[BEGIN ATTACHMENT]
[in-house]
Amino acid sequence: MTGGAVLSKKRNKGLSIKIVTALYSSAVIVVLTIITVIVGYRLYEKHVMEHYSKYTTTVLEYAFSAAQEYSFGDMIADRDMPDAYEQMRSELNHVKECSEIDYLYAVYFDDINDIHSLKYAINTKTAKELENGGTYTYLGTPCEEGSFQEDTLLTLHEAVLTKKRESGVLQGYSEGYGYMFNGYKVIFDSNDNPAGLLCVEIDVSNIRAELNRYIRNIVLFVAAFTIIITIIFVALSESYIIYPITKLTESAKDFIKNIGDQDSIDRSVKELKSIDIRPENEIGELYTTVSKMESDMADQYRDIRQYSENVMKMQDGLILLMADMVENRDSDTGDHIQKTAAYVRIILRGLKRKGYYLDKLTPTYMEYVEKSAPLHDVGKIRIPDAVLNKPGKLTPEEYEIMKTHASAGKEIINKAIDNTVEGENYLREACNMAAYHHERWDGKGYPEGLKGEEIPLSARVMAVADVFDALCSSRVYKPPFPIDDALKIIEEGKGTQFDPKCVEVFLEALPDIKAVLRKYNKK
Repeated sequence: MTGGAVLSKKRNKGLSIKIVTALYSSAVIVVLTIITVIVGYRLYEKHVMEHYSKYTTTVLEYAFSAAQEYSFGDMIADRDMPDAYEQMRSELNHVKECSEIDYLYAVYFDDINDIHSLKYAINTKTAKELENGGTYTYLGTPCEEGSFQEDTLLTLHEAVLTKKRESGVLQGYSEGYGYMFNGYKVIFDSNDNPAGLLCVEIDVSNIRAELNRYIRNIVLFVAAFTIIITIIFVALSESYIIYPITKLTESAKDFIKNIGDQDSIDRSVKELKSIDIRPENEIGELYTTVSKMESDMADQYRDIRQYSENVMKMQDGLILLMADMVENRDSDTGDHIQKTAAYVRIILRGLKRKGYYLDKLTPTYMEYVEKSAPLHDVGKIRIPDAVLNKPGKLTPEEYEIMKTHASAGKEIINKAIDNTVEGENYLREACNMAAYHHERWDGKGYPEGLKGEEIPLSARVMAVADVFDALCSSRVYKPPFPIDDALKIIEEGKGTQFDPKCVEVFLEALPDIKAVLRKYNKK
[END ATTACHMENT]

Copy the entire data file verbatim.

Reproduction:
[in-house]
Amino acid sequence: MTGGAVLSKKRNKGLSIKIVTALYSSAVIVVLTIITVIVGYRLYEKHVMEHYSKYTTTVLEYAFSAAQEYSFGDMIADRDMPDAYEQMRSELNHVKECSEIDYLYAVYFDDINDIHSLKYAINTKTAKELENGGTYTYLGTPCEEGSFQEDTLLTLHEAVLTKKRESGVLQGYSEGYGYMFNGYKVIFDSNDNPAGLLCVEIDVSNIRAELNRYIRNIVLFVAAFTIIITIIFVALSESYIIYPITKLTESAKDFIKNIGDQDSIDRSVKELKSIDIRPENEIGELYTTVSKMESDMADQYRDIRQYSENVMKMQDGLILLMADMVENRDSDTGDHIQKTAAYVRIILRGLKRKGYYLDKLTPTYMEYVEKSAPLHDVGKIRIPDAVLNKPGKLTPEEYEIMKTHASAGKEIINKAIDNTVEGENYLREACNMAAYHHERWDGKGYPEGLKGEEIPLSARVMAVADVFDALCSSRVYKPPFPIDDALKIIEEGKGTQFDPKCVEVFLEALPDIKAVLRKYNKK
Repeated sequence: MTGGAVLSKKRNKGLSIKIVTALYSSAVIVVLTIITVIVGYRLYEKHVMEHYSKYTTTVLEYAFSAAQEYSFGDMIADRDMPDAYEQMRSELNHVKECSEIDYLYAVYFDDINDIHSLKYAINTKTAKELENGGTYTYLGTPCEEGSFQEDTLLTLHEAVLTKKRESGVLQGYSEGYGYMFNGYKVIFDSNDNPAGLLCVEIDVSNIRAELNRYIRNIVLFVAAFTIIITIIFVALSESYIIYPITKLTESAKDFIKNIGDQDSIDRSVKELKSIDIRPENEIGELYTTVSKMESDMADQYRDIRQYSENVMKMQDGLILLMADMVENRDSDTGDHIQKTAAYVRIILRGLKRKGYYLDKLTPTYMEYVEKSAPLHDVGKIRIPDAVLNKPGKLTPEEYEIMKTHASAGKEIINKAIDNTVEGENYLREACNMAAYHHERWDGKGYPEGLKGEEIPLSARVMAVADVFDALCSSRVYKPPFPIDDALKIIEEGKGTQFDPKCVEVFLEALPDIKAVLRKYNKK